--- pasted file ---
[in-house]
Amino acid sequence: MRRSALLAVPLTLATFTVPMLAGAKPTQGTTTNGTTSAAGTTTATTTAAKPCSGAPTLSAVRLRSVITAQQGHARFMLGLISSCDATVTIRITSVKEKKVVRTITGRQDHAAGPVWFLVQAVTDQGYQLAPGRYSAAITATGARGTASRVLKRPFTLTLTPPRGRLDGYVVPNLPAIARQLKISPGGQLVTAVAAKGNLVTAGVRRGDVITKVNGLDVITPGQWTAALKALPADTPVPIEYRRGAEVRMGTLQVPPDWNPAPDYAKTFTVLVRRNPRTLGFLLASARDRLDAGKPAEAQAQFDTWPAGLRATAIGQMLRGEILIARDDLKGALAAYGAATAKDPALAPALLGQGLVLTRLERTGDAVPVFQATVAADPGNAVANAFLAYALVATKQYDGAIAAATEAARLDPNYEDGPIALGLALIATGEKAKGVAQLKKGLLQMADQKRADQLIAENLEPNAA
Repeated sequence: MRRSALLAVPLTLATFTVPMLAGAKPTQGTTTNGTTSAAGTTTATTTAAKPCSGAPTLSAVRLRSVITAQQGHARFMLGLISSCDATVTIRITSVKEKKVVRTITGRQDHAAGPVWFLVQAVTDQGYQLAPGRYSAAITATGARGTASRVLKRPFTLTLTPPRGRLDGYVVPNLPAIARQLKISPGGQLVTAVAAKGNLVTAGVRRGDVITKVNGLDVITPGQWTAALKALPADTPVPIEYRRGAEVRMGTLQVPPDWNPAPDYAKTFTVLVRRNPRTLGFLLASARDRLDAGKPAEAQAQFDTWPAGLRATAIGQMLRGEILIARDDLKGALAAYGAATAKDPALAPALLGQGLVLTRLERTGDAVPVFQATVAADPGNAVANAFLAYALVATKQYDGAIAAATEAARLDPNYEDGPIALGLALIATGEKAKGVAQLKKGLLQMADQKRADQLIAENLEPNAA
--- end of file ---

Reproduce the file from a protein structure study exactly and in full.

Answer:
[in-house]
Amino acid sequence: MRRSALLAVPLTLATFTVPMLAGAKPTQGTTTNGTTSAAGTTTATTTAAKPCSGAPTLSAVRLRSVITAQQGHARFMLGLISSCDATVTIRITSVKEKKVVRTITGRQDHAAGPVWFLVQAVTDQGYQLAPGRYSAAITATGARGTASRVLKRPFTLTLTPPRGRLDGYVVPNLPAIARQLKISPGGQLVTAVAAKGNLVTAGVRRGDVITKVNGLDVITPGQWTAALKALPADTPVPIEYRRGAEVRMGTLQVPPDWNPAPDYAKTFTVLVRRNPRTLGFLLASARDRLDAGKPAEAQAQFDTWPAGLRATAIGQMLRGEILIARDDLKGALAAYGAATAKDPALAPALLGQGLVLTRLERTGDAVPVFQATVAADPGNAVANAFLAYALVATKQYDGAIAAATEAARLDPNYEDGPIALGLALIATGEKAKGVAQLKKGLLQMADQKRADQLIAENLEPNAA
Repeated sequence: MRRSALLAVPLTLATFTVPMLAGAKPTQGTTTNGTTSAAGTTTATTTAAKPCSGAPTLSAVRLRSVITAQQGHARFMLGLISSCDATVTIRITSVKEKKVVRTITGRQDHAAGPVWFLVQAVTDQGYQLAPGRYSAAITATGARGTASRVLKRPFTLTLTPPRGRLDGYVVPNLPAIARQLKISPGGQLVTAVAAKGNLVTAGVRRGDVITKVNGLDVITPGQWTAALKALPADTPVPIEYRRGAEVRMGTLQVPPDWNPAPDYAKTFTVLVRRNPRTLGFLLASARDRLDAGKPAEAQAQFDTWPAGLRATAIGQMLRGEILIARDDLKGALAAYGAATAKDPALAPALLGQGLVLTRLERTGDAVPVFQATVAADPGNAVANAFLAYALVATKQYDGAIAAATEAARLDPNYEDGPIALGLALIATGEKAKGVAQLKKGLLQMADQKRADQLIAENLEPNAA